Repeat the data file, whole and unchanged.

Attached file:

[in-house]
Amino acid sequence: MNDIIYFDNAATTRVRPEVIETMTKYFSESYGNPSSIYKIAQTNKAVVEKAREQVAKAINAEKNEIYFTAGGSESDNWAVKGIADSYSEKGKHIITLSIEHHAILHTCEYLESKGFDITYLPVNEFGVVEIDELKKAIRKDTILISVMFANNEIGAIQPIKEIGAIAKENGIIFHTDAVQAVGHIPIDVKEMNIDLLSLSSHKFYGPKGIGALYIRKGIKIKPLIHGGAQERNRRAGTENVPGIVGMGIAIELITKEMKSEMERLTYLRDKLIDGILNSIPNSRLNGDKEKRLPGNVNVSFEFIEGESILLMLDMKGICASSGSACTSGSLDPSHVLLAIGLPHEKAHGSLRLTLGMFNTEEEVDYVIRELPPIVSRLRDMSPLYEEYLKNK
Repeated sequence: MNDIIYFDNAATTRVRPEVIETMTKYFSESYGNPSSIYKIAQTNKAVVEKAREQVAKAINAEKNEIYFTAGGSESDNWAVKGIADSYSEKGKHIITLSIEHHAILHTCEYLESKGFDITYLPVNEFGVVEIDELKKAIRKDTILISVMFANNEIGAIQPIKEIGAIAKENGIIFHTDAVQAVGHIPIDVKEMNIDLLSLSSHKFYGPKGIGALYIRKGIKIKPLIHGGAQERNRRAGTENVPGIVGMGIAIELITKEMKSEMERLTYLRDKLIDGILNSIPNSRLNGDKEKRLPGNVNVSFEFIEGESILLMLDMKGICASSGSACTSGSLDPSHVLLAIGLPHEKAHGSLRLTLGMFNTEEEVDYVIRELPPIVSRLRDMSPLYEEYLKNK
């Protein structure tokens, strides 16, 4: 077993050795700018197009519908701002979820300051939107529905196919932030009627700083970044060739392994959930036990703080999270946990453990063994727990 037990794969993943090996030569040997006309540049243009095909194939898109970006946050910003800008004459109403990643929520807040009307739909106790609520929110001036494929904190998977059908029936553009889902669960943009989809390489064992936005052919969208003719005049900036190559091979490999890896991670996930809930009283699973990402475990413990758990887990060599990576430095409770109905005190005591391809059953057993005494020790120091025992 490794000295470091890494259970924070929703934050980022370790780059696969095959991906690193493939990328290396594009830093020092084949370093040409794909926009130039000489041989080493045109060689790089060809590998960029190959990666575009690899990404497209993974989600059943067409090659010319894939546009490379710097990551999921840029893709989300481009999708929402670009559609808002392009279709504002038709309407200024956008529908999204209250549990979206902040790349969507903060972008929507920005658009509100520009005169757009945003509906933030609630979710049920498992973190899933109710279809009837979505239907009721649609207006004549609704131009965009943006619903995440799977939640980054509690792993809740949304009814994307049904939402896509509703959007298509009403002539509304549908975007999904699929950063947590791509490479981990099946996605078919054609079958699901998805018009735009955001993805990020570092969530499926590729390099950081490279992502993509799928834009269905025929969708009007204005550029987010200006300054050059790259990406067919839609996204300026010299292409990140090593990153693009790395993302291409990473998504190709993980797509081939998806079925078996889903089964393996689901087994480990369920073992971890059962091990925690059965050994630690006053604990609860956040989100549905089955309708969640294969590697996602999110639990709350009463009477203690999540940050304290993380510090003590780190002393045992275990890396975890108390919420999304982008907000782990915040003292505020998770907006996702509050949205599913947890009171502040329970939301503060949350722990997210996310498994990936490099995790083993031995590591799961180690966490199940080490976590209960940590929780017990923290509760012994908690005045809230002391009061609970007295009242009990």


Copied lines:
[in-house]
Amino acid sequence: MNDIIYFDNAATTRVRPEVIETMTKYFSESYGNPSSIYKIAQTNKAVVEKAREQVAKAINAEKNEIYFTAGGSESDNWAVKGIADSYSEKGKHIITLSIEHHAILHTCEYLESKGFDITYLPVNEFGVVEIDELKKAIRKDTILISVMFANNEIGAIQPIKEIGAIAKENGIIFHTDAVQAVGHIPIDVKEMNIDLLSLSSHKFYGPKGIGALYIRKGIKIKPLIHGGAQERNRRAGTENVPGIVGMGIAIELITKEMKSEMERLTYLRDKLIDGILNSIPNSRLNGDKEKRLPGNVNVSFEFIEGESILLMLDMKGICASSGSACTSGSLDPSHVLLAIGLPHEKAHGSLRLTLGMFNTEEEVDYVIRELPPIVSRLRDMSPLYEEYLKNK
Repeated sequence: MNDIIYFDNAATTRVRPEVIETMTKYFSESYGNPSSIYKIAQTNKAVVEKAREQVAKAINAEKNEIYFTAGGSESDNWAVKGIADSYSEKGKHIITLSIEHHAILHTCEYLESKGFDITYLPVNEFGVVEIDELKKAIRKDTILISVMFANNEIGAIQPIKEIGAIAKENGIIFHTDAVQAVGHIPIDVKEMNIDLLSLSSHKFYGPKGIGALYIRKGIKIKPLIHGGAQERNRRAGTENVPGIVGMGIAIELITKEMKSEMERLTYLRDKLIDGILNSIPNSRLNGDKEKRLPGNVNVSFEFIEGESILLMLDMKGICASSGSACTSGSLDPSHVLLAIGLPHEKAHGSLRLTLGMFNTEEEVDYVIRELPPIVSRLRDMSPLYEEYLKNK
């Protein structure tokens, strides 16, 4: 077993050795700018197009519908701002979820300051939107529905196919932030009627700083970044060739392994959930036990703080999270946990453990063994727990 037990794969993943090996030569040997006309540049243009095909194939898109970006946050910003800008004459109403990643929520807040009307739909106790609520929110001036494929904190998977059908029936553009889902669960943009989809390489064992936005052919969208003719005049900036190559091979490999890896991670996930809930009283699973990402475990413990758990887990060599990576430095409770109905005190005591391809059953057993005494020790120091025992 490794000295470091890494259970924070929703934050980022370790780059696969095959991906690193493939990328290396594009830093020092084949370093040409794909926009130039000489041989080493045109060689790089060809590998960029190959990666575009690899990404497209993974989600059943067409090659010319894939546009490379710097990551999921840029893709989300481009999708929402670009559609808002392009279709504002038709309407200024956008529908999204209250549990979206902040790349969507903060972008929507920005658009509100520009005169757009945003509906933030609630979710049920498992973190899933109710279809009837979505239907009721649609207006004549609704131009965009943006619903995440799977939640980054509690792993809740949304009814994307049904939402896509509703959007298509009403002539509304549908975007999904699929950063947590791509490479981990099946996605078919054609079958699901998805018009735009955001993805990020570092969530499926590729390099950081490279992502993509799928834009269905025929969708009007204005550029987010200006300054050059790259990406067919839609996204300026010299292409990140090593990153693009790395993302291409990473998504190709993980797509081939998806079925078996889903089964393996689901087994480990369920073992971890059962091990925690059965050994630690006053604990609860956040989100549905089955309708969640294969590697996602999110639990709350009463009477203690999540940050304290993380510090003590780190002393045992275990890396975890108390919420999304982008907000782990915040003292505020998770907006996702509050949205599913947890009171502040329970939301503060949350722990997210996310498994990936490099995790083993031995590591799961180690966490199940080490976590209960940590929780017990923290509760012994908690005045809230002391009061609970007295009242009990």